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Advance Housing to get on with ‘core business’ following gifting of Norman House to community

Stuart McGuckinAlbany Advertiser
Advance Housing chief executive John Lysaught and chair Peter Adams say the organisation will be able to focus on its "core business" after it gifts Norman House to the community.
Camera IconAdvance Housing chief executive John Lysaught and chair Peter Adams say the organisation will be able to focus on its "core business" after it gifts Norman House to the community. Credit: Laurie Benson/RegionalHUB

Advance Housing Limited has gifted Norman House to the community so it can focus on its core business while aligning itself with the values of a community, according to its leaders.

The not-for-profit housing provider announced its intention to hand over ownership of the building in an open letter to the community published in Thursday’s Advertiser.

Chief executive John Lysaught said AHL had monitored community sentiment since making its plans for Norman House public in November 2022.

He said AHL’s board determined at a recent meeting that the best result for all parties would be to subdivide the lot and gift the building to the community through the City of Albany and Albany Historical Society.

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“Restoring old buildings is not AHL’s core business so we have decided that Norman House is best held by organisations that are most suited to achieving the community’s desire for that,” he said.

“We cannot in good conscience apply our limited resources to its renovation when so many people in our community are unable to find stable and affordable housing.”

Board chair Peter Adams added the gifting would be a notable cost for AHL.

“But we believe it’s the best way to show our commitment to addressing a community priority, expressed loud and clear, without hindering our ability to invest in new housing,” he said.

The demolition of Norman House had been included in AHL’s plan to develop 25 dwellings between Frederick Street and Stirling Terrace.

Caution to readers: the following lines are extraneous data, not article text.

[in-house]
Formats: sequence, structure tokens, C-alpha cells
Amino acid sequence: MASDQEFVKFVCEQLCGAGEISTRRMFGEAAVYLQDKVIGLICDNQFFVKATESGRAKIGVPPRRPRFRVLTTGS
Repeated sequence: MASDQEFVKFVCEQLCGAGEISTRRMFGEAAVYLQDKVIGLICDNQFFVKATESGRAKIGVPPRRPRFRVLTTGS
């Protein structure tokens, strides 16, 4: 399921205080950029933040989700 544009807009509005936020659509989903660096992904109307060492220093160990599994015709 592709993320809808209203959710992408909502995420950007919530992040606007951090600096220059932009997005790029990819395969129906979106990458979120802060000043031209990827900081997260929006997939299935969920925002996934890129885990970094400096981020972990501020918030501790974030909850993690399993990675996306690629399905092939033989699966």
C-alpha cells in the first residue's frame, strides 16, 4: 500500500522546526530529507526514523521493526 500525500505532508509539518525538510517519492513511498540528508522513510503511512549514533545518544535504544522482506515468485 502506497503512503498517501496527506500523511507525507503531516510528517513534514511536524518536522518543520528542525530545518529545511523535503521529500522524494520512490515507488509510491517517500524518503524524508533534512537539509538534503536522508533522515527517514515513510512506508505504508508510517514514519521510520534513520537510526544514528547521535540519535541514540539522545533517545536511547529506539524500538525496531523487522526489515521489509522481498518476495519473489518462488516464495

It would have allowed for the construction of a six-unit apartment building on a similar footprint to the existing structure.

Mr Lysaught said a commitment to providing the best outcomes for Albany’s most vulnerable communities meant exploring every option available to maximise AHL’s limited assets and resources.

“We cannot utilise our resources for activities that do not meet that end, and this often means that we look to redevelop existing, underutilised land that we own for new building projects,” he said.

“AHL have made significant efforts to re-purpose Norman House over a number of years and were rejected by government for funding support at every attempt.”

Previous costing attained by AHL estimated the cost of re-purposing Norman House would have been more than $2 million.

The organisation believes the cost would now likely be $3 million based on rising construction costs over the last three years.

“For a similar investment, six to eight small format units could be constructed and thereby house six to eight households as opposed to one, which is very hard to justify in the current housing crisis,” Mr Lysaught said.

AHL will look to amend its pending development application to focus on building mixed housing on vacant land adjoining Frederick Street, with additional access from Spencer Street.

The project is one of many in the pipeline for AHL, which hopes to build at least 80 dwellings over the coming decade using largely its own resources and ability to take on debt.

We cannot in good conscience apply our limited resources to its renovation when so many people in our community are unable to find stable and affordable housing.

John Lysaught

“Our projects currently in planning will reshape Albany’s built landscape and set a new benchmark for private developers to follow,” Mr Adams said.

Mr Lysaught said there had been too much focus on what AHL was proposing for Norman House rather than “the substantial increase in affordable housing we are working towards”.

“Currently we have a 12 unit development out for tender in McKail, and we have four other larger scale projects at various stages of maturity around Albany,” he said.

“They will allow people to access both inner and outer urban locations as they come on stream and the projects respond to the enormous need for small format one and two-bedroom dwellings.”

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